Do Not Pack
When measuring ingredients into a dry measuring cup, do not press the ingredients into the cup. You do not want to pack the ingredients in as this will change the quantity.
For example, packing flour into a cup, pressing down on it in order to fit more, can actually add a significant amount of flour that is not needed in the recipe. Simply scoop the dry ingredients, level and pour them into the mixing bowl!
The only exception to packing dry ingredients into a measuring cup is when using brown sugar. Sometimes, a recipe will specifically ask you to pack your brown sugar into the cup so if you see this written in your recipe, pack it in!
When measuring wet ingredients into a wet measuring cup, pour the liquid into the cup and then place the measuring cup on a flat surface (like your counter). Bend down so that you are eye level with the cup and see how much liquid you have, looking at the lines on the cup.
When you look at the cup at eye level, you will be able to clearly see where the ingredients line up at the markings, knowing right away if you need any more or less of your wet ingredients.
Butter typically comes wrapped in paper that has pre measured markings. To measure butter, you can use a sharp knife to cut through the paper at the line which marks the quantity you need.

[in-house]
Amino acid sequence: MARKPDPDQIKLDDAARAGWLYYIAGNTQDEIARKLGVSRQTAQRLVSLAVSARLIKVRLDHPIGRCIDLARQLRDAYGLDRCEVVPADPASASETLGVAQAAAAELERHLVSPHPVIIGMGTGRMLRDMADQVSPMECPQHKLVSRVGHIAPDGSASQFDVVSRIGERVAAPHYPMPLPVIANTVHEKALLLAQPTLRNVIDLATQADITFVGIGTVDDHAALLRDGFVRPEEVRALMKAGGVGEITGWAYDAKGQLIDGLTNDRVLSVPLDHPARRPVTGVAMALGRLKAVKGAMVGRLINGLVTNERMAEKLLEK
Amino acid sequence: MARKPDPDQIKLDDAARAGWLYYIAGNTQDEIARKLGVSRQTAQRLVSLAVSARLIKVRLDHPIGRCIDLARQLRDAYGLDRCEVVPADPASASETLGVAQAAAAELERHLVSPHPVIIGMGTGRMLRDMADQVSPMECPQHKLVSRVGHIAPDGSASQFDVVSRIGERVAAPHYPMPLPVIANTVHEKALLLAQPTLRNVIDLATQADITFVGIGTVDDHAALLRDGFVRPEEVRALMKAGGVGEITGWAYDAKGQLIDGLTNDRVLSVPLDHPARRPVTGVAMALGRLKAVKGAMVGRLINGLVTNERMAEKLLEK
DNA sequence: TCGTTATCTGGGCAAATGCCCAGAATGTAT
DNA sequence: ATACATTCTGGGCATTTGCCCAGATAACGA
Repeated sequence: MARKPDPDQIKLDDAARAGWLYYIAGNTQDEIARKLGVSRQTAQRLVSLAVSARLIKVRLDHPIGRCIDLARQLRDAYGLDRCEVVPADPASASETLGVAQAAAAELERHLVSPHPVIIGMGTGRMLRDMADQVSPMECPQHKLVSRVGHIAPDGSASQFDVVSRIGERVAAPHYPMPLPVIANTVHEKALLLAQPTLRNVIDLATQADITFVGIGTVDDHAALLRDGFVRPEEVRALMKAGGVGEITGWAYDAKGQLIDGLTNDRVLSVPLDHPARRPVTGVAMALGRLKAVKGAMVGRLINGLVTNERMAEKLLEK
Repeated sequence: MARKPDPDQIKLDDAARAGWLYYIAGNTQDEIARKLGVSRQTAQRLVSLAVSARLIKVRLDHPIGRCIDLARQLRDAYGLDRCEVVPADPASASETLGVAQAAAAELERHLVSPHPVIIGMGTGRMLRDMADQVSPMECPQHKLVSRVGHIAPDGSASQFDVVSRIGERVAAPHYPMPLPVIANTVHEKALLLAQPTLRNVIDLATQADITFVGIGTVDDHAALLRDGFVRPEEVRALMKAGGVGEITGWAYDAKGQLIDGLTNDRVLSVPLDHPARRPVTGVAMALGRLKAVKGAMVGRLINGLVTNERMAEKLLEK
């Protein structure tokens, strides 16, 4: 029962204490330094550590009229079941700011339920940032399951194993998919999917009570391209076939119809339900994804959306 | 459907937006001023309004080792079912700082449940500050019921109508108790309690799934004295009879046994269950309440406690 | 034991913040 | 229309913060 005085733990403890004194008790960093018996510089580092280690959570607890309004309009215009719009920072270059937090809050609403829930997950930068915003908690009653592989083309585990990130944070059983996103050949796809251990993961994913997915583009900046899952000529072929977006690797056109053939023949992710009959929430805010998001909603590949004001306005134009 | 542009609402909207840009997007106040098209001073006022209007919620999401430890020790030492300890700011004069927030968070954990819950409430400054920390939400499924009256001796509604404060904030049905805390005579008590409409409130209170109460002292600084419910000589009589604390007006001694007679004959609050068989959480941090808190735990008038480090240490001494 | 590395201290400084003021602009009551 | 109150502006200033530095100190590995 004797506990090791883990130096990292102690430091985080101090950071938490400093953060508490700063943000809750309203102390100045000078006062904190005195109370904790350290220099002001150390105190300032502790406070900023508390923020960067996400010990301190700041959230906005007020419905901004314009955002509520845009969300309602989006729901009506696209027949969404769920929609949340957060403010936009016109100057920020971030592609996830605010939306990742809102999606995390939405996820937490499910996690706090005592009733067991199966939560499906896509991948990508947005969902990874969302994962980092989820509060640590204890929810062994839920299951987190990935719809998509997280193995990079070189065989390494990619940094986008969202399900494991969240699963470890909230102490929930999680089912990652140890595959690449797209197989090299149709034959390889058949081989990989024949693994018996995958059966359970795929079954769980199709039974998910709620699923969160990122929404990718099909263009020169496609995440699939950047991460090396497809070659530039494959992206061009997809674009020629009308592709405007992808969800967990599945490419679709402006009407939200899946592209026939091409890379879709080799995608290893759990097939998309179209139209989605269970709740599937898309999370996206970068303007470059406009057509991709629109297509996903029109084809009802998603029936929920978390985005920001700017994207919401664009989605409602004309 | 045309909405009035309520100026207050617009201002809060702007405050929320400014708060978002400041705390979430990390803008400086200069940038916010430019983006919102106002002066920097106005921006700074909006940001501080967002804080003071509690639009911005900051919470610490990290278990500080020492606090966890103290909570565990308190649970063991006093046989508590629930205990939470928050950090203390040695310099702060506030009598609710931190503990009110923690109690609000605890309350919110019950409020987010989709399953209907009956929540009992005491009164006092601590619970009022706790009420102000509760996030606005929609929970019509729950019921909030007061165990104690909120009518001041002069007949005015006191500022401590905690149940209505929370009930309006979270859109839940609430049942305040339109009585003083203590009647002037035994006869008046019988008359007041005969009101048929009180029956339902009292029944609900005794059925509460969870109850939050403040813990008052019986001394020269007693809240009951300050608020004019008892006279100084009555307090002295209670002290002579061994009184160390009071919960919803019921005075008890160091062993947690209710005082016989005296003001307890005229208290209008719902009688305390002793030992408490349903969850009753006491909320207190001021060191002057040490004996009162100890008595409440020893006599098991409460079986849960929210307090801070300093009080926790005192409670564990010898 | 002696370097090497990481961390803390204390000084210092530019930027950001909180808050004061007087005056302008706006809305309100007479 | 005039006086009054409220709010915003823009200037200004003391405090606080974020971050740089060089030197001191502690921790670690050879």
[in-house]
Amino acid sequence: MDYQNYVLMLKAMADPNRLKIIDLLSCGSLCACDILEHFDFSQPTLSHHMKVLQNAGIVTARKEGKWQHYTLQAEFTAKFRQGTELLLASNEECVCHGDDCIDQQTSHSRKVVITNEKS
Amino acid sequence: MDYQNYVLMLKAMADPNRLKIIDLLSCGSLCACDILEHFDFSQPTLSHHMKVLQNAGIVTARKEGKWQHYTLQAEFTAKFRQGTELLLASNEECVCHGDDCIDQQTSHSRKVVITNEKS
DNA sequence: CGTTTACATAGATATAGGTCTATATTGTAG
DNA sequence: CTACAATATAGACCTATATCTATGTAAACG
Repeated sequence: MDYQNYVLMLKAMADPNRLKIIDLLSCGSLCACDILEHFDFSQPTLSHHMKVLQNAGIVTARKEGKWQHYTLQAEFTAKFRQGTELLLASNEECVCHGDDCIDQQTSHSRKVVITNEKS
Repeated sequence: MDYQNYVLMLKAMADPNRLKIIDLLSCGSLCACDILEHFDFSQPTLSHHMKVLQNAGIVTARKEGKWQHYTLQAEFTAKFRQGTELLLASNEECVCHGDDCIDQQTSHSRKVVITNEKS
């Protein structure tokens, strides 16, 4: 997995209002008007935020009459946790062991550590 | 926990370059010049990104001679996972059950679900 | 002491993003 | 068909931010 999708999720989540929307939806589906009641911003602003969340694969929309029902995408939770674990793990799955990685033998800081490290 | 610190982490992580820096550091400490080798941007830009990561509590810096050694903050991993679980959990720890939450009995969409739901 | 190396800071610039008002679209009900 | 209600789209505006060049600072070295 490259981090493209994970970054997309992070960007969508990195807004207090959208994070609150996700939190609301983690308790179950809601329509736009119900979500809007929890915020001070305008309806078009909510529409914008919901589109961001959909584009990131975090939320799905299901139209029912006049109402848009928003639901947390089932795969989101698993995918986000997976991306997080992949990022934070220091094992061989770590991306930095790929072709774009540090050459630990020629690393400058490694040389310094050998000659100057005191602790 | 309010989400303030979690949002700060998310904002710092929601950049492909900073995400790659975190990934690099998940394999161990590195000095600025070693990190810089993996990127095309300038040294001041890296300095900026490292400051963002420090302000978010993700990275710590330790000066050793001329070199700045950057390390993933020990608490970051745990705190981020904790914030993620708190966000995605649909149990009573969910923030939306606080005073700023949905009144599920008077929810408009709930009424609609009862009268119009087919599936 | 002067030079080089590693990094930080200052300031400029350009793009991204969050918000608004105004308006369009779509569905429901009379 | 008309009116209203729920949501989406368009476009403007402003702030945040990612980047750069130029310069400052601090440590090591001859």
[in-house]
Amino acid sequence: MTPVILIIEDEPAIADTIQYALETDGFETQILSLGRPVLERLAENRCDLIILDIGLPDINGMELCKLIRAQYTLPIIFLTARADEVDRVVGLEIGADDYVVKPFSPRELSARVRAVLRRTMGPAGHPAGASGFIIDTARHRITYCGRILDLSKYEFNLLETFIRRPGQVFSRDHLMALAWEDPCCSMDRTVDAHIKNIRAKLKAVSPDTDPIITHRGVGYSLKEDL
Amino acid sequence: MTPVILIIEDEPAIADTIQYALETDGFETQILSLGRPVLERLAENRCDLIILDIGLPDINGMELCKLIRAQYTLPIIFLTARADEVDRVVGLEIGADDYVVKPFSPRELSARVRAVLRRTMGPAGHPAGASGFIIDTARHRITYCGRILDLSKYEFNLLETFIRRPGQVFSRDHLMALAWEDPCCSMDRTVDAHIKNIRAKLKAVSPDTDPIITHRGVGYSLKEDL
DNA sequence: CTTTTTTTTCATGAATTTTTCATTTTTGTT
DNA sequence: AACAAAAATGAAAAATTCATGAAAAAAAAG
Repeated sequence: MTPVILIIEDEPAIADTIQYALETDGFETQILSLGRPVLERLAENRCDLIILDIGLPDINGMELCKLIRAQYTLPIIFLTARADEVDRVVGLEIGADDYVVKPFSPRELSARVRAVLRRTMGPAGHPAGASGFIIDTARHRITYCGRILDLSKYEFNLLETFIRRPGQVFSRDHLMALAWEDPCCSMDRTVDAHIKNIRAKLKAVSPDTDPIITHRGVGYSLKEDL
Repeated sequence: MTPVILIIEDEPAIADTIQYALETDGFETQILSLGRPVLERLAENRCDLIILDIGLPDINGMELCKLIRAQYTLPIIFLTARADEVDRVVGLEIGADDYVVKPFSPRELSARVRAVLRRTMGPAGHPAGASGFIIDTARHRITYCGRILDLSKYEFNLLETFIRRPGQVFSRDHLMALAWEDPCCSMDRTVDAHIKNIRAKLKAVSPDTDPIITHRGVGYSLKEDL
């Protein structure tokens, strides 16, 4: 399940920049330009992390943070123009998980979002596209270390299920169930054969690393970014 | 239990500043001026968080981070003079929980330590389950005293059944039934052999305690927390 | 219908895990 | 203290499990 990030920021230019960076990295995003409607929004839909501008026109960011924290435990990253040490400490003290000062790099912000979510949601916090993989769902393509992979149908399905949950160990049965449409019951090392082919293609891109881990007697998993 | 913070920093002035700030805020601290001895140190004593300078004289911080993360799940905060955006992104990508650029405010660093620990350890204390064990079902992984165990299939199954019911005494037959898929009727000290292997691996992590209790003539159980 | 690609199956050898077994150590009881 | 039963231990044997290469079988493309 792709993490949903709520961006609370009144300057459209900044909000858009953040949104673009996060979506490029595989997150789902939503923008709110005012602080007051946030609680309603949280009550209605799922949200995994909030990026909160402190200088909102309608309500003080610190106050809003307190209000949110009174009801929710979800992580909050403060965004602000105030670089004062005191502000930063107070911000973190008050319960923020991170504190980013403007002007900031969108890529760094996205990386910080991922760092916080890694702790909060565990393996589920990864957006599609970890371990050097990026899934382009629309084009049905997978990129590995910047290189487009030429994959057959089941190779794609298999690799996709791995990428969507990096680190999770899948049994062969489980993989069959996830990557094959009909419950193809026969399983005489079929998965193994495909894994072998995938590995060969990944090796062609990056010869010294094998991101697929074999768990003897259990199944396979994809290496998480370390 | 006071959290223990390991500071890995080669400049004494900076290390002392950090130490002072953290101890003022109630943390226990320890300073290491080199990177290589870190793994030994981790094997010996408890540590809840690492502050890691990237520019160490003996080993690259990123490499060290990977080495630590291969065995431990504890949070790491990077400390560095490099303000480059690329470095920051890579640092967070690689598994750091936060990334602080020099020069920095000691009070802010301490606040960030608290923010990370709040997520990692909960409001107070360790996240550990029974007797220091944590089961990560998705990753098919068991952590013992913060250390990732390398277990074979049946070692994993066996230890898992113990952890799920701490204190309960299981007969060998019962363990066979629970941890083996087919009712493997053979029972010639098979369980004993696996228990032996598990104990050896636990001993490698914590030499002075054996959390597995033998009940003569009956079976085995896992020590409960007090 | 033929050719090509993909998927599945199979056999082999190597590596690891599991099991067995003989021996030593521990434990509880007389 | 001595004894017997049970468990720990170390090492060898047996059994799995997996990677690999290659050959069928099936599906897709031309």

Unwrap the butter and then use it as needed!
Check the Wording
Always read recipes carefully to assess how they are worded. This can really determine how much of an ingredient you need.
For example, a recipe may ask for one cup of finely chopped strawberries which will be much more than a recipe which calls for one cup of halved strawberries. One cup of halved strawberries may only be about 3-4 strawberries while a cup of finely diced strawberries would be around 6-8 strawberries.
Wording in the recipe definitely matters to accuracy in measuring! While scales are great for measuring ingredients, you definitely do not need one!
Measure using the correct tools, read your recipe carefully and take your time when you measure your cake ingredients and you will have no problem- no scale needed!